U.S citizens traveling internationally will now be able to bring home an unlimited amount of Cuban rum and cigars for personal consumption. However, importing Cuban rum and cigars for commercial purposes remains illegal.
Today, the Obama administration announces it will change limits on the importation of Cuban alcohol and tobacco products for personal use in the baggage of returning U.S. residents. Until now, the total limit has been $400, which included a combined $100 of alcohol and tobacco products. U.S. travelers will now be allowed to return to the U.S. with as many cigars and bottles of rum as they like for personal use. Of course, travelers will be required to pay duties and taxes that would normally apply.
This new rule will be effective on Monday October 17, 2016. The new rules won’t apply to companies selling Cuban alcohol and tobacco products online.
Cuban alcohol and tobacco products will now face the same restrictions as products of other countries for personal use, with a limit of 100 cigars or 200 cigarettes and 1 liter of alcohol eligible for import duty free.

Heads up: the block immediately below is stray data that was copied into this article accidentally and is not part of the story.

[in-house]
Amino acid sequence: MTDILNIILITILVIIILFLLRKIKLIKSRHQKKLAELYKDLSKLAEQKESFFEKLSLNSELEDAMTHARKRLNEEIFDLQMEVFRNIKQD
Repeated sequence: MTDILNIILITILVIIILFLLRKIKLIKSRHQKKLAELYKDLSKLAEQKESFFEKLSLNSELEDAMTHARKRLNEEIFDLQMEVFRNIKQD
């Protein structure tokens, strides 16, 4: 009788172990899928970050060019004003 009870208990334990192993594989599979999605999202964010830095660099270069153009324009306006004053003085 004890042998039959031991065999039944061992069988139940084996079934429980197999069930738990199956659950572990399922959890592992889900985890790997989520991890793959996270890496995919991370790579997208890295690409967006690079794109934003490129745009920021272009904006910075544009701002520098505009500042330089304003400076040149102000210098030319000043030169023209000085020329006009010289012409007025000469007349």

According to U.S. Customs and Border Protection: While federal regulations do not specify a limit on the amount of alcohol you may bring back beyond the personal exemption amount, unusual quantities may raise suspicions that you are importing the alcohol for other purposes, such as for resale.
Is this is a sign toward a day when Cuban cigars and rum will be commercially available on U.S. liquor store shelves? We may be getting closer to it as BourbonBlog.com had been hearing whispers of the loosening restrictions on Cuban alcohol and tobacco prior to today’s announcement.
There have been a series of steps taken in the last 18 months since President Obama and Cuban President Raúl Castro announced on Dec. 17, 2014, that the Cold War foes would aim to normalize relations after more than a half century.
Today’s package of small-scale regulations aim to to boost trade and investment, expand scientific collaboration and allow greater humanitarian support for Cuba, the US government says today.
This includes a lift on limits on cargo ship travel between the U.S. and Cuba and easing U.S. and Cuban researchers’ ability to conduct joint medical research.
Earlier this year, the United States and Cuba formally signed an agreement today that would clear the way for the first commercial flights between the U.S. and Cuba in more than 50 years.
This was followed by JetBlue and American Airlines scheduling the first route of commercials flights between U.S. and Cuba in over 50 years.
This past week, Southwest Airlines reported they would begin scheduling flights to Cuba on Nov. 13, 2016.
Photo credits: Visit Cuba, AP, CubanCigarCollectors.com, and Daniel Krieger